In an interferometer, for example, the error can be randomized by shifting the phase offset between measurements. Averaging can then be used to reduce the error source, similar to stochastic noise. The measured phase of the interferometer can be expressed by
φ_{meas}=φ_{abs}+ε(φ_{abs}) (10)
where φ_{abs }is the absolute phase difference between the reference and test beams, and ε is the measurement error which depends explicitly on the absolute phase. The absolute phase difference can be split into an offset phase φ_{off }that is constant over the surface and a spatially varying phase φ_{spatial }according to
φ_{abs}(x,y)=φ_{spatial}(x,y)+φ_{off}, (11)
so that
φ_{meas}(x,y)=φ_{spatial}(x,y)+φ_{off}+ε(φ_{spatial}(x,y)+φ_{off}), (12)
The periodic error signal can be represented by an expansion series about the phase,$\begin{array}{cc}\varepsilon \left(\varphi \right)=\sum _{n}{a}_{n}\mathrm{cos}\left(n\text{\hspace{1em}}\varphi \right)+{b}_{n}\mathrm{sin}\left(n\text{\hspace{1em}}\varphi \right),& \left(13\right)\end{array}$
where a_{n }and b_{n }are coefficients that may be generated on the basis of various factors such as smear, channel loss, etc. The subscript n corresponds to a harmonic of the fundamental frequency.  For a static system, one without any phase drift or vibration, it is possible to introduce systematic phase delays and solve for the coefficients, a_{n }and b_{n}, using a least square fitting; however, measurements of practical interest for multichannel systems are characterized by significant vibration and phase drift. It is also possible to fit the coefficients from a single interferogram provided sufficient phase periods (or fringes) are present (Schwider et. al.). However, the multivariate nature of the coefficients, that is, their dependence on multiple factors, such as intensity level and fringe orientation, makes it necessary to repeat the fitting process for every measurement. In addition, the process does not work for nullfringe conditions, which is of considerable practical importance.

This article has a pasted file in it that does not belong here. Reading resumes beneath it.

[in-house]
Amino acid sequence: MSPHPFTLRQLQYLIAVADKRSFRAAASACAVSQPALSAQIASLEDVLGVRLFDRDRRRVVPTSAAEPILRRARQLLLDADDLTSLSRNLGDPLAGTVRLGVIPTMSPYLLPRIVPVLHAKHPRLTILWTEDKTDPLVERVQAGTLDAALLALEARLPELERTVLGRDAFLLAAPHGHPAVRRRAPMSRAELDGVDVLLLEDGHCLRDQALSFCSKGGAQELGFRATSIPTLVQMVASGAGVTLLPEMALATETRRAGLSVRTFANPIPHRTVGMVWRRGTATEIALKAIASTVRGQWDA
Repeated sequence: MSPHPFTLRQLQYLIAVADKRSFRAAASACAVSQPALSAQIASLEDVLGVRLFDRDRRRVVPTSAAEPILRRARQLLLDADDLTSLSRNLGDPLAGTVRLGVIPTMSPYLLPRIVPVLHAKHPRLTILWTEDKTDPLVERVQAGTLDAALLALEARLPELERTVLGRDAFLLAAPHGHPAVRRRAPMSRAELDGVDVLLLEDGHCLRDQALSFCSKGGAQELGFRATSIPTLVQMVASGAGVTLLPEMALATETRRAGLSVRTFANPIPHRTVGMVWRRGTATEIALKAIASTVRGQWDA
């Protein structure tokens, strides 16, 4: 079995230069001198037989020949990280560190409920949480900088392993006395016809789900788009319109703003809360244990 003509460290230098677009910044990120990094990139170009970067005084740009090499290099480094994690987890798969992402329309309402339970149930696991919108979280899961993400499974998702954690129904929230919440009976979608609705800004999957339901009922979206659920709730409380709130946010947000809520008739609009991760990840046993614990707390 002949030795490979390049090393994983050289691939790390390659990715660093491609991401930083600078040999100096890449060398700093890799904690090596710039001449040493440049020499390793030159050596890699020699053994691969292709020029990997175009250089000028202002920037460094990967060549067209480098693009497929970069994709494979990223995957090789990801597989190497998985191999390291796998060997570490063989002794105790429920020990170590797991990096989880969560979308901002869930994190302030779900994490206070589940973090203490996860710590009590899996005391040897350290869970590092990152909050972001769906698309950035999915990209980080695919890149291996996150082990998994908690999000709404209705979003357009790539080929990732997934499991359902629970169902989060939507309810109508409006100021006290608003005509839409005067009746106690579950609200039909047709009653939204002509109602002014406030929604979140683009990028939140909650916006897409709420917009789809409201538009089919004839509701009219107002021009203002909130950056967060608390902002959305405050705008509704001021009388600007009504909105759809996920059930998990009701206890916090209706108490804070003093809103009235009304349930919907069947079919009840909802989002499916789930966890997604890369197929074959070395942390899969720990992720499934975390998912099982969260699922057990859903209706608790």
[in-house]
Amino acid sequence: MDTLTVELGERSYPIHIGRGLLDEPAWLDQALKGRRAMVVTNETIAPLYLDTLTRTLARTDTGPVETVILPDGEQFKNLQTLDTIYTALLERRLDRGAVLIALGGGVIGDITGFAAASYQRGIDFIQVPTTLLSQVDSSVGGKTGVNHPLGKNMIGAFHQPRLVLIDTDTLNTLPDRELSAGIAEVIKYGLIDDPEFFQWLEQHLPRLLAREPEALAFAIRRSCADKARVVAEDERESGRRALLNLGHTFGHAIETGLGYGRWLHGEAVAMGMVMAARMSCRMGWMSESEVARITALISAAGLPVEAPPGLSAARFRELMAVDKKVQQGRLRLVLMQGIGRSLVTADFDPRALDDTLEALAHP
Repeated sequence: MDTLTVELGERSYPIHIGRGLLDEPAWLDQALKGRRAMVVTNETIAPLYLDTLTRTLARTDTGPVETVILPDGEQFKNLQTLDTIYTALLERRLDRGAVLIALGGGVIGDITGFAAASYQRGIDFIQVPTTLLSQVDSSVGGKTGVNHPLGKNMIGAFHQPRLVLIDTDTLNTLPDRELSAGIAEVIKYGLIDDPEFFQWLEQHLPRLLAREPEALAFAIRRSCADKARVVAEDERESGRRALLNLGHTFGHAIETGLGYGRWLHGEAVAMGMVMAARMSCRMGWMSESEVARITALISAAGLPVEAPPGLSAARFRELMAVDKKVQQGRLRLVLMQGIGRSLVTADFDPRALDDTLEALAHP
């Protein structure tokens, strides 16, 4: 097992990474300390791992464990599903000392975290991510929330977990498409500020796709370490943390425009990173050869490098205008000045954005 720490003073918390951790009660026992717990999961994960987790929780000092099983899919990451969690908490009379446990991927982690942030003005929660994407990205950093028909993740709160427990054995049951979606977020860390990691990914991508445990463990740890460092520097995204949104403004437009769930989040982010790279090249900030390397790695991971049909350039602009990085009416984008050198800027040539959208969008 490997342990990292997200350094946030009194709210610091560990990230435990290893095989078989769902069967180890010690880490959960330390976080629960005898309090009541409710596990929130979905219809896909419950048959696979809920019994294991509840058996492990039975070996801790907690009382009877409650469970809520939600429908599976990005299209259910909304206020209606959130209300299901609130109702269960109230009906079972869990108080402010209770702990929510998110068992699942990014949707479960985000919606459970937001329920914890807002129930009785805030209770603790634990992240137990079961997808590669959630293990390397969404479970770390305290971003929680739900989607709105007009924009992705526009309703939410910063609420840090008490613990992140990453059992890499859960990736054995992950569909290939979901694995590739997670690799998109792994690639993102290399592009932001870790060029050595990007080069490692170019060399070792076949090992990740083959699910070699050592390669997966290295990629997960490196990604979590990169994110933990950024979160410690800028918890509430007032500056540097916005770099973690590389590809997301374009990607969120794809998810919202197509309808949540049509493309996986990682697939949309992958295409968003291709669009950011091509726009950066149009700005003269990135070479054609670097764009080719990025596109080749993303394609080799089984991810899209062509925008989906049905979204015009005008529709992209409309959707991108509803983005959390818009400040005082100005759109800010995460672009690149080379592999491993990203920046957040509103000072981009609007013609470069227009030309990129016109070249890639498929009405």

According to the invention, multiple measurements taken with a random phase offset between each measurement are averaged, as indicated by steps 900 and 1100 in
FIG. 9 . The final averaged phase at each surface coordinate x,y is given by$\begin{array}{cc}{\varphi}_{\mathrm{ave}}\left(x,y\right)=\frac{1}{N}\sum _{m=0}^{N}{\varphi}_{\mathrm{meas}}\left(x,y\right){\u2758}_{{\varphi}_{\mathrm{off}}={\varphi}_{m}},& \left(14\right)\end{array}$
where φ_{m }is a random phase offset with uniform distribution between 0 and 2n. Both the phase offset and the periodic measurement error average to a constant value for all pixels. That is,$\begin{array}{cc}\frac{1}{N}\sum _{m=0}^{N}\left[{\varphi}_{m}+\varepsilon \left({\varphi}_{\mathrm{spatial}}\left(x,y\right)+{\varphi}_{m}\right)\right]=\pi +\uf603\varepsilon \uf604=\mathrm{const},& \left(15\right)\end{array}$
where ε is a constant value proportional to the magnitude of the periodic measurement error. Therefore, the resulting averaged measurement is given by,
φ_{ave}(x,y)=φ_{spatial}(x,y)+const. (16)  The constant value can easily be determined through spatial averaging of the data. The constant value can be subtracted to recover only the spatially varying phase, which is typically the measurement of interest. The periodic error is reduced by one over the square root of the sample size (1/{square root}N), as is the stochastic noise. The method works for all fringe orientations and even in the presence of external periodic phase perturbations and phase drift. Therefore, it presents a robust solution for all potential situations.
 In order to introduce the phase offset, the reference or test optic can be mounted on a linear transducer to introduce a pathlength delay equal to or greater than one wavelength. Equivalently, an electrooptic device can be inserted into the path of the reference or test beams to introduce the variable path length delay. Care must be taken to ensure that the phase offset is uniform across all pixels.
 There are several ways to achieve a random phase offset distributed evenly over all phase values. In one embodiment the data sampling is set at a constant interval and a random phase offset is introduced temporally. A second, preferred, embodiment uses a random sampling interval while the phase offset is ramped with a constant period. This method is very easy to achieve in practice since computers can easily generate an arbitrarily long sequence of random numbers with a uniform distribution to be used as a sampling delay. Similarly, a fixed frequency electronic ramp signal is also straightforward to produce.